Excerpt from Moving Against the System:
The myth of American exceptionalism and the American Dream suggests that anyone can achieve economic success in the US by dint of their hard labour, by sheer power of their will. The Canadian equivalent is the equally prevalent myth of Canadian innocence that depicts the country as a haven for those who have historically sought refuge and fortune—including the history of Harriet Tubman’s underground railroad—while conveniently negating the colonization of Indigenous peoples, the enslavement of people of African origin, and the history of indentured labour in Canada. While the history and legacy of cultural genocide of Indigenous peoples in Canada has gained some traction in recent years—though it has not by any means fully pierced the consciousness of the majority of Canadians—the roots of contemporary anti-black racism in Canada and its everyday manifestation remain clouded in denial, despite the publication of books such as Afua Cooper’s study of slavery in Canada, The Hanging of Angelique: The Untold Story of Canadian Slavery and the Burning of Old Montreal, and Barrington Walker’s Race on Trial: Black Defendants in Ontario’s Criminal Courts, 1858–1958. Both books critically examine crucial moments that situate Canada within the context of racial oppression and exclusion in the complex of territories that make up the Americas.
Despite the many books on Canadian anti-black racism or the “black experience in Canada” have been published to even try to produce an exhaustive list here, but the point is that, despite overwhelming textual and experiential evidence to contradict them, the idea of American exceptionalism that is manifested in the American dream and the myth of Canadian innocence persists, shielding legacies and continuities of enslavement, colonialism, and imperialism that have affected, and continue to adversely impact, black lives in North America, and, in very particular ways, as the work of geographer Katherine McKittrick reminds us, the lives and narratives of black women.235 These and similar myths and obfuscations combine within the wider web of colonial and post-colonial history to obscure the persistence of power dynamics. They negate the life and death issues, problems that cannot be resolved by resorting to facile theories that, while rooted in histories of suffering and woe, neglect the plight of society’s dispossessed, that is to say the people down below. As the miners in Marikana, South Africa, know all too well, the fight for genuine and meaningful social change is hard graft. There is no easy road to freedom, and naked power in the black skin can be just as deadly and unfriendly as power in the white skin, irrespective of who possesses the ultimate reins of power.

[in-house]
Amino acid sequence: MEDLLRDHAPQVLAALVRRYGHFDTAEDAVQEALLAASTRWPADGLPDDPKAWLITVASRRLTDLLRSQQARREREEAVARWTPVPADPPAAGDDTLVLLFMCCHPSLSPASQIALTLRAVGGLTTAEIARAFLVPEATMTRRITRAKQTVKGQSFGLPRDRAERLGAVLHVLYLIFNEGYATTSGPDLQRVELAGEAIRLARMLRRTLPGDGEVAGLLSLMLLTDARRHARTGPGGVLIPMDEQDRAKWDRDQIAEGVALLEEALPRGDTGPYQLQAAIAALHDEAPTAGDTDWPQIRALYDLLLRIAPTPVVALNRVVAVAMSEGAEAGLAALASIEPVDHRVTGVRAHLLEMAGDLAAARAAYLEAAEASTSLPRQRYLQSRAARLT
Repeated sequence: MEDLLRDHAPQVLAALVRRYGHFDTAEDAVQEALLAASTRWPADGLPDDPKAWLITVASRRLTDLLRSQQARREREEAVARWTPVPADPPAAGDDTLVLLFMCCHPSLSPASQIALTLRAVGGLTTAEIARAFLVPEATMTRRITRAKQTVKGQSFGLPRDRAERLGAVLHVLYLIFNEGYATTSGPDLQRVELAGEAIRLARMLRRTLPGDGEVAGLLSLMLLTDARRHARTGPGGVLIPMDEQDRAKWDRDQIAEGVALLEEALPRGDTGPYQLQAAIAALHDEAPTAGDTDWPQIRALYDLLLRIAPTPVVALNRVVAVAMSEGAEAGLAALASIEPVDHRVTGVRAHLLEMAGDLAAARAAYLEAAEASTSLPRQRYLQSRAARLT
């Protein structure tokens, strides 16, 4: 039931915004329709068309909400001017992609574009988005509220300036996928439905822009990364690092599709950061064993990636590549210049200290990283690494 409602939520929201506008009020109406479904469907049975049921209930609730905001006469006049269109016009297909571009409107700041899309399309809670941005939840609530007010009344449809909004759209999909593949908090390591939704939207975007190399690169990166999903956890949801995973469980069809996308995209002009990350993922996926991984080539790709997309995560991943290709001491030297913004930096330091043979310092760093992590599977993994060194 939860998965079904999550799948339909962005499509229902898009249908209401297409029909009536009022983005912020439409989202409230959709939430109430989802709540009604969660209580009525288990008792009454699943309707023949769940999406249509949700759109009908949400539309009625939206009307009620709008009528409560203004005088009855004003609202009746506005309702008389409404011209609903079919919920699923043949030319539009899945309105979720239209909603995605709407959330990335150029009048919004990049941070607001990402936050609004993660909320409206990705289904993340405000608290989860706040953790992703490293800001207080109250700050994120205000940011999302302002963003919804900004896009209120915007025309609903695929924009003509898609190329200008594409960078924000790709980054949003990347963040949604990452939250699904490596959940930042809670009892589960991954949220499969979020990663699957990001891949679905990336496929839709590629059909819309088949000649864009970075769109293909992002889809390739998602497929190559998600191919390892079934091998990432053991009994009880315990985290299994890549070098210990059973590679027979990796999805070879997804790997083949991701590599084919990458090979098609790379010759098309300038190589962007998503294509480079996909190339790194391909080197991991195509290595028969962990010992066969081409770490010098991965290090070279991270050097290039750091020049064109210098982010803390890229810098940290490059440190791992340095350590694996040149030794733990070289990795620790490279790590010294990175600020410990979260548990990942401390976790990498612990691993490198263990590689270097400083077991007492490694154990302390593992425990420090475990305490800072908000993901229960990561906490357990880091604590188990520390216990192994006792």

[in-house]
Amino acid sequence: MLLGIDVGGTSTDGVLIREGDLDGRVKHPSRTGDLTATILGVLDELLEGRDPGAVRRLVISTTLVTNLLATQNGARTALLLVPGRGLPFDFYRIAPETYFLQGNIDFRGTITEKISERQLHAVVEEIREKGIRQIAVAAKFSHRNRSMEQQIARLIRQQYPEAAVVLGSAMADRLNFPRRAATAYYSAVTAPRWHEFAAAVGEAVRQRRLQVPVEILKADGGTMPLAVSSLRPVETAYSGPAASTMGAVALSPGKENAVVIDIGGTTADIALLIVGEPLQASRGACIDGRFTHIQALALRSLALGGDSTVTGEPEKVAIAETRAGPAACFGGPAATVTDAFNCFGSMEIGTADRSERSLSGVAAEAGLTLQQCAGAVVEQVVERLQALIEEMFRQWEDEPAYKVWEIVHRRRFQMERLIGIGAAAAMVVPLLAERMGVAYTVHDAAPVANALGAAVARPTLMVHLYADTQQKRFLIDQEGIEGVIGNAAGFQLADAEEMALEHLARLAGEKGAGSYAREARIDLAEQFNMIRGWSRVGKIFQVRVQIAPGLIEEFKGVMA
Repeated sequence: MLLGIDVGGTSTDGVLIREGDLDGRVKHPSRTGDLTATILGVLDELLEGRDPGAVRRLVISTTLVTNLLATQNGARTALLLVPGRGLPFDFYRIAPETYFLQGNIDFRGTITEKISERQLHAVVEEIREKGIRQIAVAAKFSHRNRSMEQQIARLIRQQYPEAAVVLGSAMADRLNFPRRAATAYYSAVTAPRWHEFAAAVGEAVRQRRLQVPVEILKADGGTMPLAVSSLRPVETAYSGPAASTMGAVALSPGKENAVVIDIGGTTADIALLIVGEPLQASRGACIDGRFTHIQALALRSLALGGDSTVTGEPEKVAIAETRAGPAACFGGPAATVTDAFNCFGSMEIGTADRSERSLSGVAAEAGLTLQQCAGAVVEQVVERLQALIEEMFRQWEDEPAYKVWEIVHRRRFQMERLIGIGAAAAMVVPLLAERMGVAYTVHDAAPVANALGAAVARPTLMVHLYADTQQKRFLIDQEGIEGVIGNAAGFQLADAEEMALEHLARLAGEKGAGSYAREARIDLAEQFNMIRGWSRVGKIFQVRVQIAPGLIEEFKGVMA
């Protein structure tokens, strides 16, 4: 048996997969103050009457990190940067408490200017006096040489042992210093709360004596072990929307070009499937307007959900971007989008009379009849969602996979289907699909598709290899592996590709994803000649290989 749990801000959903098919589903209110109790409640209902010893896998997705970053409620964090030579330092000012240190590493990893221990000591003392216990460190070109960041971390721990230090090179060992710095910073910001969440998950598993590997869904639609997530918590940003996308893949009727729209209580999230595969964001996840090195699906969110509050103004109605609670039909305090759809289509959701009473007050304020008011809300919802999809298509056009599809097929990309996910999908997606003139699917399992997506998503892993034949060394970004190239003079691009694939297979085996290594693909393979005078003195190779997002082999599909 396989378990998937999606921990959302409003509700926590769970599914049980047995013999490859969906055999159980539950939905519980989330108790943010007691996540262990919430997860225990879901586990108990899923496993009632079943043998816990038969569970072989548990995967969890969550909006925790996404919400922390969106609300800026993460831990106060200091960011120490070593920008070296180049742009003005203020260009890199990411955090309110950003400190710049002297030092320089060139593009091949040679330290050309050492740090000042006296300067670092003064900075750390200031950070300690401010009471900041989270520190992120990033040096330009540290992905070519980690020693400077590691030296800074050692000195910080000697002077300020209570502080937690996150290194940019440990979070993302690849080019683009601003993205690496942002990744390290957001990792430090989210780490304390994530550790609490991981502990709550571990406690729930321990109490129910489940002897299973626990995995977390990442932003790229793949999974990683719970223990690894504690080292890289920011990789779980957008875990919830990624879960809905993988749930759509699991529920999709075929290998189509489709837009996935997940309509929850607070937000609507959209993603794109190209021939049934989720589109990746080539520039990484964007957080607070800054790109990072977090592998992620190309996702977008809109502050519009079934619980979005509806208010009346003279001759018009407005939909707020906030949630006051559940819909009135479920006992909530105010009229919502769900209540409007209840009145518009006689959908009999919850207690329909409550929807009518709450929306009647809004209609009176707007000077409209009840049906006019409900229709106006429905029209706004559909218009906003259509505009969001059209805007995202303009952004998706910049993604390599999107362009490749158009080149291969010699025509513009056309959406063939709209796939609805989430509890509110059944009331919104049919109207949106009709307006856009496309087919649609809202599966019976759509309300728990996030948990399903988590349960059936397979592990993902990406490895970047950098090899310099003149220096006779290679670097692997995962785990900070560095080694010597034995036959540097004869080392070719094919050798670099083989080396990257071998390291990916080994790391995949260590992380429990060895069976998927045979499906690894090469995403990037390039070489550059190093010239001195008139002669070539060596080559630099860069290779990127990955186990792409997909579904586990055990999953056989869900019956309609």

David Austin est l’auteur de Moving Against the System: The 1968 Congress of Black Writers and the Making of Global Consciousness (Between the Lines/Pluto, 2018) et Dread, Poetry and Freedom: Linton Kwesi Johnson and the Unfinished Revolution (Pluto, 2018).
Il est également l’auteur de Fear of a Black Nation: Race, Sex, and Security in Sixties Montreal (Between The Lines, 2013, gagnant de la Casa de las Américas en 2014), et l’éditeur de You Don’t Play with Revolution.: The Montreal Lectures of C.L.R. James (AK Press, 2010).
David Austin demeure à Montréal.